Originally published on Trevor Trove on September 10, 2017
TL; DR(eview) – Undertale is a short and sweet tribute to the classic JRPG genre that manages to remain recognizable to the genre, while at the same time subverting and elevating it. It’s design and soundtrack are among some of the finest of the last few years.
Potential spoilers for Undertale below.
This was my third attempt at playing Undertale. After it was such a critical darling at the tail end of 2015, I picked it up on Steam. It was going to be that rarest of rare games that I would force myself to play on PC. But that was also right around the time I launched Trevor Trove and started spending a couple hours a night in front of the computer writing. Between that and my 9-to-5, sitting down to play Undertale on PC felt too much like work. I got through the opening stuff with Toriel, but, when I accidentally killed her while attempting a pacifist run (and knowing that the game would remember that I killed her), I panicked and went to something else. Attempt number two came after my breakup a few months later when I moved back into my old studio apartment. I made it a little bit farther this time (meeting Sans and Papyrus) but I still couldn’t be bothered to stick with it. Finally, when it was stealthily announced for PlayStation during the pre-show of the Sony E3 conference, I knew I’d actually sit down and play through the game on my PlayStation 4 or Vita.
When I finally managed to progress through the game, it was easy to identify all of the charm and humor that people had seen in the game a couple years ago. An obvious send-up of RPGs of old, most notably Earthbound), Undertale has you playing as a young child who has fallen into the world of the monsters, looking for a way out. Long ago, a war between people and monsters left the two races irreversibly enemies, with monsters even being sealed away in their realm, unable to escape unless they break the spell by collecting souls (i.e. murdering you).
A couple of game elements really set Undertale apart from other games. The first and most easily identifiable is its unique take on the formula of turn-based JRPG combat. Sure, you can go for the standard fight option and slash/punch/etc. away at your opponent’s health. But you can also select from a variety of peaceful actions. The monsters might still attack you and require you to move your heart around the battle area, dodging their attacks. Every enemy in the game has unique attacks that you’ll need to learn, making every instance of combat its own unique mini-game. As you progress through the game, these sequences will inevitably become more varied and difficult to avoid but as you do so, it can lead to the monster’s themselves losing the will to fight.
Which brings us to the game’s other largely unique element: when these monsters lose their will to fight, you can spare them through the act of Mercy and win through a more pacifist approach. In fact, you can beat the entire game without killing anyone and receive a so-called pacifist ending. On the flip side, you can also treat the game like most other JRPGs and just fight your way through the monsters, gaining experience, leveling up, and getting stronger as you go. You can even kill all of the enemies in the game for a distinctly different genocide ending. Your actions will follow you through the game, with drastically different paths through the game depending on how you play. A more pacifist run will feature characters joking with you and giving you some extra puzzles to complete, while a more genocidal run leaves citizens so afraid that you’ll come across completely empty towns after your notoriety scares people away. And there’s always a more neutral run, where you might kill some enemies and spare others. After playing through the game in a pacifist run before attempting a genocide run, I was thoroughly amused by how different the game felt from one extreme to the other.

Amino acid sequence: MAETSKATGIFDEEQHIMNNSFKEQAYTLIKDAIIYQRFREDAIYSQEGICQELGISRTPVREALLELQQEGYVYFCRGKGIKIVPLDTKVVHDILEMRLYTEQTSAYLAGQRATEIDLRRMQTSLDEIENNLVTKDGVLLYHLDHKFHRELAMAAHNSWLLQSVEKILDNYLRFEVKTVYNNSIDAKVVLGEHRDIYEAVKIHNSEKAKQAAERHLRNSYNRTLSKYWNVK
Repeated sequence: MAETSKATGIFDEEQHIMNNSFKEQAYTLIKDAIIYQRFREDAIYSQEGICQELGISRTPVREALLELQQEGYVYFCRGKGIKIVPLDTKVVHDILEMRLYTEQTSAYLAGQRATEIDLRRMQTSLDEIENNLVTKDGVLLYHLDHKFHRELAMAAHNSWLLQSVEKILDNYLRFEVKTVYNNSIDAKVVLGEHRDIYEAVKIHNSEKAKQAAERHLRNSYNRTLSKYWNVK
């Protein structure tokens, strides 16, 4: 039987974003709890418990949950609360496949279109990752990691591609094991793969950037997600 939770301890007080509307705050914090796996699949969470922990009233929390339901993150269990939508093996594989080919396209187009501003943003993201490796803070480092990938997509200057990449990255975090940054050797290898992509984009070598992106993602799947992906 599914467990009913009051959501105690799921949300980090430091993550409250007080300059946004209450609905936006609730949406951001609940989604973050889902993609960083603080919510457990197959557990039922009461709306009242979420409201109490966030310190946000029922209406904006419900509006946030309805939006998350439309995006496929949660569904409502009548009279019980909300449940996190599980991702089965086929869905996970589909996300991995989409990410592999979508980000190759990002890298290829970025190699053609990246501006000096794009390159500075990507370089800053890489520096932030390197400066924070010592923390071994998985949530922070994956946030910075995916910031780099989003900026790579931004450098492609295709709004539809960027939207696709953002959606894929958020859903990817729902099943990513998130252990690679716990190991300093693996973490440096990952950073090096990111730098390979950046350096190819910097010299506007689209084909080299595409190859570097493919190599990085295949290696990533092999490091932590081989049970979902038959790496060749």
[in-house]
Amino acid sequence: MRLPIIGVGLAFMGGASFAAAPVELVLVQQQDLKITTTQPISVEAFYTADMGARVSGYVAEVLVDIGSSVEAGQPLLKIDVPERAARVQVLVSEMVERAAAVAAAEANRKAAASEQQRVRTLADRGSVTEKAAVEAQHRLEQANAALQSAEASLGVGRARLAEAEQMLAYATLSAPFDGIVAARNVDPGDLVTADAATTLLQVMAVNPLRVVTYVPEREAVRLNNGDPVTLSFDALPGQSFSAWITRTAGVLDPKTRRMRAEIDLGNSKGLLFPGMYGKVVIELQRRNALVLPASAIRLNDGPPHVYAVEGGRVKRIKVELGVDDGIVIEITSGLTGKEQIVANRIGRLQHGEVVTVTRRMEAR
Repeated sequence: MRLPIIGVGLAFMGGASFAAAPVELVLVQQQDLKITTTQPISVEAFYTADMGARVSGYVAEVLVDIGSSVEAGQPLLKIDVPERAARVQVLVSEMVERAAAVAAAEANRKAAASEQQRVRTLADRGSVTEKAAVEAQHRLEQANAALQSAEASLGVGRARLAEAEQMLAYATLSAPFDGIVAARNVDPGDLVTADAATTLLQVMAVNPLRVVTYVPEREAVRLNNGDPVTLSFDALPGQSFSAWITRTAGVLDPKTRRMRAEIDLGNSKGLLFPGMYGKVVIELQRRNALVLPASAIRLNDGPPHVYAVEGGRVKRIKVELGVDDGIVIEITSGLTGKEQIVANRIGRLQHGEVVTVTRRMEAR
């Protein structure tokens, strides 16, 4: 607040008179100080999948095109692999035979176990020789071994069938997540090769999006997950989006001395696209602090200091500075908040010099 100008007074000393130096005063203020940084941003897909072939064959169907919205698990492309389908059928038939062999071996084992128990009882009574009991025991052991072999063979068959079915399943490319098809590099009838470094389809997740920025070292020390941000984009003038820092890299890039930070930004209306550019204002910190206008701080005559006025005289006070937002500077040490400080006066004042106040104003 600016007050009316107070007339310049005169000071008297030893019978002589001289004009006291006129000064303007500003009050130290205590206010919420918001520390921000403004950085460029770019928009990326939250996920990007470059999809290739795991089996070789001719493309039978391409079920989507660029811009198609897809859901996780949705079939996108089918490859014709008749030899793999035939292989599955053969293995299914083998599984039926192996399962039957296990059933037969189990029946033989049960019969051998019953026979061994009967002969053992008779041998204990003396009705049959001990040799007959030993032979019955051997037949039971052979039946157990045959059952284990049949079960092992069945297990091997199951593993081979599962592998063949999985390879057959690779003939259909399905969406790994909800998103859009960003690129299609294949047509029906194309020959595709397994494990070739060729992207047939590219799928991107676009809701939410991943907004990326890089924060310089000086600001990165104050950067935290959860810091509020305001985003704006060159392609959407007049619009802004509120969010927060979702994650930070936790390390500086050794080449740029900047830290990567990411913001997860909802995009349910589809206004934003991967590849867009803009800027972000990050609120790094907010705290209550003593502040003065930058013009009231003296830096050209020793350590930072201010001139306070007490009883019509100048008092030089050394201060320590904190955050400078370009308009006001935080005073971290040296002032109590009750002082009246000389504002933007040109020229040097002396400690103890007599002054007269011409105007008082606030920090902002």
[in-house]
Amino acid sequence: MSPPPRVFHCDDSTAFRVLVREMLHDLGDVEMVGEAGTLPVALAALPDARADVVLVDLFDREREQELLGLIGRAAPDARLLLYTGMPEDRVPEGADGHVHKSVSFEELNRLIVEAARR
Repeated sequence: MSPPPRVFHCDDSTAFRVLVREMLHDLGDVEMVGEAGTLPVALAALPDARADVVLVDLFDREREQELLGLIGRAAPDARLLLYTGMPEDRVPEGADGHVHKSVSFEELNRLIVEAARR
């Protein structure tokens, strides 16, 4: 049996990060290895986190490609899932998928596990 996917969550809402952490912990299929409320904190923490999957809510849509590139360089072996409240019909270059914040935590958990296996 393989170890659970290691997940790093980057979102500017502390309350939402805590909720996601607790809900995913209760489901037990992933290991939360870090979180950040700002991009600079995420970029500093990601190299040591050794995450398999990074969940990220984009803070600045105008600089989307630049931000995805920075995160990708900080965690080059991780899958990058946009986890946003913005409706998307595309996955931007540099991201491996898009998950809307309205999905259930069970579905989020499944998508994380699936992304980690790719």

The look and feel of the game is – for the most part – pulled directly from the Super Nintendo era of the genre. One of my favorite scenes, in fact, was a direct homage to the famous Opera scene of my all-time favorite game Final Fantasy VI. The handful of characters you’ll meet throughout the game have great motivations and personality. The monster designs are also interesting and diverse to the point that they never wear out their welcome.
The soundtrack of the game is also worthy of special mention. Even when I couldn’t connect with the game itself in my earlier attempts to play it, I absolutely adored the music. Chip-tune in nature, every song feels as though it belonged in the NES/SNES era. And there’s incredible variety to go along with the game’s own highly diverse range.
I do feel I need to call out the pacing of the game a little bit. While there are lovely little character moments throughout the game, it felt like about 80% of the story and plot doesn’t really come to light until the last 10% of the game. This was especially apparent in the true pacifist run, which is really the only place most of the lore and history is expressly detailed and all of that comes in the final hour-ish of the game. A single run of the game as a whole can probably be beaten in 4-6 hours so it’s not a huge issue but still something that jumped out at me as I thought about the game after beating it.
Undertale is definitely a wonderful love letter to the classic RPG-era of games but puts enough of it’s own unique twist on the genre, both with its characters and its gameplay, that it winds up oozing with a personality all its own.